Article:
Water transportation, which has become the option for Lagos residents as the desirable land movement is hindered by bad road and bridge closure, is becoming a suicide mission. TOLA ADENUBI brings the inside story.
IN Lagos State, more than 30 residents have met untimely deaths in recent weeks while patronising water transportation which the state government has been touting as the viable alternative since the closure of major roads and bridges in the state for repairs. The highest casualty figure (15) was recorded on July 29 when a Badagry-bound 20-passenger boat capsized and left only five survivors.
The outrage generated by the accident and the alleged recklessness of the operator, Happiness Elebiju, compelled the state government to slam a 10-count charge of manslaughter on him at a high court in Ikeja. The accused, who pleaded not guilty, is presently being remanded in detention. This marks the first time the authorities would make good on their threat to deal with alleged recklessness on the part of boat operators, which has been identified as one of the major factors responsible for the high rate of boat accidents on the state’s waterways lately.
The story of Elebiju’s victims is pathetic. They reportedly drowned after the boat was pushed by the wave created by a ship sailing along the Kirikiri waterfront against a stationary barge mid-water, because the operator switched off the engine to argue over fare with his passengers. While the passengers were bidding N1,200, Elebiju was insisting on N1,500. The argument over N300 and his decision to stop mid-water proved too costly for both the passengers and himself.
The chairman of the Association of Tourist Boat Operators and Water Transporters (ATBOWATAN), Lagos chapter, Mr Saheed Lawal, provides an insight into the regularity of boat accidents in the state and why the tragedies may not abate anytime soon. The major culprit, to him, is uncoordinated operational regulation. He told Saturday Tribune that many ferry operators who indulge in evening operations are not registered with the association and therefore are answerable to no one.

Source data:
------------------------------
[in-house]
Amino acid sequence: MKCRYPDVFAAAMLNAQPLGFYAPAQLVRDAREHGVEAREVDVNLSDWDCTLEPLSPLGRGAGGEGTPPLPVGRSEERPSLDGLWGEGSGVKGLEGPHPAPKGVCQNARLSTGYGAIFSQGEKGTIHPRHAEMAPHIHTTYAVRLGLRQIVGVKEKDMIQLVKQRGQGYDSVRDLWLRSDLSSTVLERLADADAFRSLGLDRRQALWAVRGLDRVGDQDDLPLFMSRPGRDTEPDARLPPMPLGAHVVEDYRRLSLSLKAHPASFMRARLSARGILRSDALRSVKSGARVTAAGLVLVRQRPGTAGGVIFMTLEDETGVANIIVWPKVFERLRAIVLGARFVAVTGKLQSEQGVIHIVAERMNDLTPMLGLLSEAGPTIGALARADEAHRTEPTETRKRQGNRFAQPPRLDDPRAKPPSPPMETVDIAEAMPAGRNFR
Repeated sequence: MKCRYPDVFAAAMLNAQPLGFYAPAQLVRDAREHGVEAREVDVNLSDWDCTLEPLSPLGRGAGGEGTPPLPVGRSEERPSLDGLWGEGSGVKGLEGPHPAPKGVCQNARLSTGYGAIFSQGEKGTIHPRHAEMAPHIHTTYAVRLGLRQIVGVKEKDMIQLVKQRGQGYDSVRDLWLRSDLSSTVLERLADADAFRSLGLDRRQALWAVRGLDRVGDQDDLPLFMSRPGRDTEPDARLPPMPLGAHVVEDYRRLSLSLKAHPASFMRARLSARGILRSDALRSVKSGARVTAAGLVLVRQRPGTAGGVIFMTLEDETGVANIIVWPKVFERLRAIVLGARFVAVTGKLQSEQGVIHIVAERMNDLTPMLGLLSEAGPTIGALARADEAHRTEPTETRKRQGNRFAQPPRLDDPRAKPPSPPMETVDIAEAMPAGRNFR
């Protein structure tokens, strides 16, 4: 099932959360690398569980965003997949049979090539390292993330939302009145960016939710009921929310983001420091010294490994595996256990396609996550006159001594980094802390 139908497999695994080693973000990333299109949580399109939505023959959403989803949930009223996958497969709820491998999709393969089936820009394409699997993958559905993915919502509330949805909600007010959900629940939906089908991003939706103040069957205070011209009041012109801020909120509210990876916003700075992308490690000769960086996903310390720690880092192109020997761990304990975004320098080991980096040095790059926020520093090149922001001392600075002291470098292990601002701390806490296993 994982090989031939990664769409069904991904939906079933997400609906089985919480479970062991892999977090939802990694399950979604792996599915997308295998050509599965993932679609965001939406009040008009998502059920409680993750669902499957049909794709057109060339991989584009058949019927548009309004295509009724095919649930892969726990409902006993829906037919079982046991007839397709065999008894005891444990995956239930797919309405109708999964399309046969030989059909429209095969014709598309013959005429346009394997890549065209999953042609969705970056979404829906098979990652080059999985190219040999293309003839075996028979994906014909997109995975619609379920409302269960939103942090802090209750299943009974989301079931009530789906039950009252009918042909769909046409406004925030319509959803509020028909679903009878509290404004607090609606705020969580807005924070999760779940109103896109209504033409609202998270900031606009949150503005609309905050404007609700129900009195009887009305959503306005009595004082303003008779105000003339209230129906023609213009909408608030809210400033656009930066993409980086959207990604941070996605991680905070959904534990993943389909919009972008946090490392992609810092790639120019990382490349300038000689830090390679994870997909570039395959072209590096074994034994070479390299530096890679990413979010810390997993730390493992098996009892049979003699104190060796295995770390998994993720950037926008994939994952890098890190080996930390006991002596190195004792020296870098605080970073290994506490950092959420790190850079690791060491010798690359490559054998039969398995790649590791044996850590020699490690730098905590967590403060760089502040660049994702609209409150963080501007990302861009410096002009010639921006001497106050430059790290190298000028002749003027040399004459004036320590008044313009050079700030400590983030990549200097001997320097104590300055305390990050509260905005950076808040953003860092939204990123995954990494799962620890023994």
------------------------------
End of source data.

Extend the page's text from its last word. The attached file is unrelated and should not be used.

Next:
“These illegal boat operators have refused to come and register with ATBOWATAN because they don’t want to submit their details in the event of a mishap. They know that if they are registered with us, once any of their boats is involved in illegal activities, we will submit their details to security agencies for necessary prosecution. So, to avoid detection and arrest, these ferry operators prefer to operate on their own. They are the ones that visit jetties around Apapa, Victoria Island in the evening, looking for passengers that have closed late from work to ferry home across the waterways. This set of boat operators are not our members. These ferry operators are the same indulging in the use of substandard life jackets. At times, they don’t even give passengers life jackets, and when they do, the jackets are worn out. As a member of ATBOWATAN, your life jackets and boats are subjected to periodic inspection by the National Inland Waterways Authority (NIWA) from time to time. For these ferry operators who are not our members, nothing of such is done on their boats and life jackets, and that is why passengers die when boat mishaps occur.”
Saturday Tribune investigation showed that unregistered operators like Elebiju are getting away with the fatal consequences of their “illegal” activities mainly because of the long-drawn constitutional dispute between the federal and Lagos State governments over the control of waterways in the state. The situation has given rise to laxity in the regulation of the activities of the jetties.